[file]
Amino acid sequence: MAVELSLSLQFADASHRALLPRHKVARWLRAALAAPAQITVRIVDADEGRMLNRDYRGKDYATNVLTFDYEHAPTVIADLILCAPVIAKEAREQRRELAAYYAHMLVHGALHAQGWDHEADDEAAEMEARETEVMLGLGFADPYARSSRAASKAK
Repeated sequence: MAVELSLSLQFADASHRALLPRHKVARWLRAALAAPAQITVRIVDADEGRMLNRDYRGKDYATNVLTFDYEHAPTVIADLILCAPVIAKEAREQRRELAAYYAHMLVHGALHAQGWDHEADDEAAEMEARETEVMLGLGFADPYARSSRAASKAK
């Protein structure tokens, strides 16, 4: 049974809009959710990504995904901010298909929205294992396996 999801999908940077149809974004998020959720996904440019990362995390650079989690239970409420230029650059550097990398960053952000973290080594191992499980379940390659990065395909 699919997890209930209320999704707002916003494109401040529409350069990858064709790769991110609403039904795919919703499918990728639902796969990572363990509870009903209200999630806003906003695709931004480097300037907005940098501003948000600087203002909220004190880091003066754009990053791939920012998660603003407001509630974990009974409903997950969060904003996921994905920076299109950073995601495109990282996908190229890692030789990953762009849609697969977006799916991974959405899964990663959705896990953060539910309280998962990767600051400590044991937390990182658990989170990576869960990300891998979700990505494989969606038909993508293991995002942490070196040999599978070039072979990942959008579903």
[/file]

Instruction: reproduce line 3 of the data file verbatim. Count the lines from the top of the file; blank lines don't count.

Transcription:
């Protein structure tokens, strides 16, 4: 049974809009959710990504995904901010298909929205294992396996 999801999908940077149809974004998020959720996904440019990362995390650079989690239970409420230029650059550097990398960053952000973290080594191992499980379940390659990065395909 699919997890209930209320999704707002916003494109401040529409350069990858064709790769991110609403039904795919919703499918990728639902796969990572363990509870009903209200999630806003906003695709931004480097300037907005940098501003948000600087203002909220004190880091003066754009990053791939920012998660603003407001509630974990009974409903997950969060904003996921994905920076299109950073995601495109990282996908190229890692030789990953762009849609697969977006799916991974959405899964990663959705896990953060539910309280998962990767600051400590044991937390990182658990989170990576869960990300891998979700990505494989969606038909993508293991995002942490070196040999599978070039072979990942959008579903």